Progress in long-duration flight, navigation and space systems support
By Paul Voss|December 2020
The Balloon Systems Technical Committee supports development and application of free-floating systems and technologies for buoyant flight in the stratosphere and atmospheres of other planets.
Raven Aerostar balloons logged approximately 12,500 flight days in the stratosphere supporting scientific, commercial and engineering development missions. In early August, the South Dakota-based company completed a duration-demonstration flight that lasted 59 days. After launching from Raven Aerostar’s flight operations facility near Sioux Falls, the balloon’s altitude was set by an automated navigation system that uses a combination of weather data and the motion of the balloon at various altitudes. The balloon was kept within 100 nautical miles of its intended target point for 30% of the flight. A second balloon with improvements to the automated navigation system was launched on Aug. 19, and the mission was still progressing as of Nov. 1. The system was directed to target areas in South Dakota, the Texas Panhandle and northern Florida and to remain within 100 nautical miles of its various targets for 100% of the time while in station-seeking mode. Raven Aerostar also demonstrated tactical launch balloons, with payloads up to 23 kilograms, that can be operated by a two-person crew with a minimal logistics footprint.
In January and again in June, Near Space Corp. conducted heavy-lift balloon drop tests in support of recovery parachute qualification for Boeing’s Starliner Commercial Crew development program. NSC completed this multiflight heavy-lift campaign with a final drop of 10 tons for Boeing in September.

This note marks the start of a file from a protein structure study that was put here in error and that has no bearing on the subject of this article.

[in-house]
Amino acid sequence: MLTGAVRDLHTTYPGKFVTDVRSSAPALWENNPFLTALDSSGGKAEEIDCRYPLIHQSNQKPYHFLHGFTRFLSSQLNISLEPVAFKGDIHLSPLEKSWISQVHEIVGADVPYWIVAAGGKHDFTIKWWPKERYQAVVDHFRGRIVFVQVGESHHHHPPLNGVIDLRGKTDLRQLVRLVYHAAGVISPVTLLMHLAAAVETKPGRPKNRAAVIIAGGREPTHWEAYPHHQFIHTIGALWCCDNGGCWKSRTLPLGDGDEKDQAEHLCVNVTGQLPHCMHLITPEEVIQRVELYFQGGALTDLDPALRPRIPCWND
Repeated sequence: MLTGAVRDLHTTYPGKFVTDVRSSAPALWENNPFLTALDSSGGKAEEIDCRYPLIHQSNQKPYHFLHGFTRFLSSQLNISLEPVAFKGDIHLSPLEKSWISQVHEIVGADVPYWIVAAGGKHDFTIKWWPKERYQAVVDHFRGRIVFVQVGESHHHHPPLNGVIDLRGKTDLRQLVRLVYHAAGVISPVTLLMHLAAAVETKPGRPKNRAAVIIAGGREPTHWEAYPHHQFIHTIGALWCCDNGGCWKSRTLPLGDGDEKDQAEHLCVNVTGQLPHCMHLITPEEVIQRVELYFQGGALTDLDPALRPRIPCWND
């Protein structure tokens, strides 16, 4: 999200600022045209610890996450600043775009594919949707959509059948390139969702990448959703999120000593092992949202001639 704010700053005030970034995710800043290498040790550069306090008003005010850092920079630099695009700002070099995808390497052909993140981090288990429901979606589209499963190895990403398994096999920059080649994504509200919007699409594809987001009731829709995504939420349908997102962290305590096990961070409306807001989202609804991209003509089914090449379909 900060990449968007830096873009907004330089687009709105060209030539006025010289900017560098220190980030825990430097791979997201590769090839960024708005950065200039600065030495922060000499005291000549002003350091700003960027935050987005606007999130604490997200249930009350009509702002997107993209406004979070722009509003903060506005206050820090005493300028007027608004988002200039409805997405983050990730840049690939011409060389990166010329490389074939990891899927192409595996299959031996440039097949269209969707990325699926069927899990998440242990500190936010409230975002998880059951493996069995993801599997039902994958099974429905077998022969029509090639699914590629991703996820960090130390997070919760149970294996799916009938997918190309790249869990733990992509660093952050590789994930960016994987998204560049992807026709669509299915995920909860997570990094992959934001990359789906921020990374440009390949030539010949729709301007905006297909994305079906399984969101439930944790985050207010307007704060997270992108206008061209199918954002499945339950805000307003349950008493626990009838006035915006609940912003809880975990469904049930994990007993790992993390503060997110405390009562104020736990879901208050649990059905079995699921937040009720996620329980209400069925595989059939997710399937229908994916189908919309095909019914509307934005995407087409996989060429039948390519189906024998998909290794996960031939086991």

NASA sponsored a set of space mission studies in 2020 to serve as inputs to a new decadal survey that will set priorities for the agency’s planetary science missions. One of those studies was for a Venus flagship mission that would send an aerobot (robotic balloon), lander and orbiter to Earth’s closest neighbor. The proposed Venus aerobot is based on variable-altitude balloon technology derived from terrestrial vehicles such as Google’s Loon, Arizona-based World View’s Stratollite and the author’s controlled meteorological balloons. Early prototyping work on this Venus aerobot technology is underway at NASA’s Jet Propulsion Laboratory in California and its partners NSC and Thin Red Line Aerospace of Canada.
In April, NASA’s Planetary Science and Technology through Analog Research program awarded a team of JPL researchers and their partners funding to conduct a campaign over the state of Oklahoma to monitor earthquake activity with infrasound sensors carried on solar-heated hot-air balloons. This work builds on JPL’s instrumentation and data-analysis techniques for seismic-event detection from balloons, paving the way for an aerobot to search for seismic activity on Venus.
NASA’s Antarctic balloon program began the year with a 33-day, two-circuit, circumpolar flight of Washington University’s Super-Trans-Iron Galactic Element Recorder instrument as well as a near-150-day flight of a small super pressure balloon test flight of Dartmouth College’s Balloon Array for Radiation-belt Relativistic Electron Losses, formerly the Radiation Belt Storm Probes mission, to study Earth’s radiation belts. In response to the covid-19 pandemic, flight campaigns were suspended in March, and the NASA Balloon Program adjusted by focusing on development of the sensor and instrumentation suite for its Super Pressure Balloon. Balloon manufacturing and some operational support elements restarted in July. Advances were also made in over-the-horizon and line-of-sight telemetry systems used on balloon flights. Useable science data rates through the low-cost Tracking and Data Relay Satellite System transceiver increased from 92 kilobits per second to 960 kbps, and line-of-sight rates increased from 1 megabits per second to 12 Mbps.
In February, CNES, the French space agency, completed a series of technical and scientific validation flights for the Stratéole 2 long-duration balloon campaign. CNES released eight pressurized balloons in late 2019 from the Seychelles Islands; the balloons flew well into 2020. The longest flight was 107 days with an average of 85 flight days per balloon.
Contributors: Russ Dewey, Debora Fairbrother, Jeffrey Hall, Mike Smith and André Vargas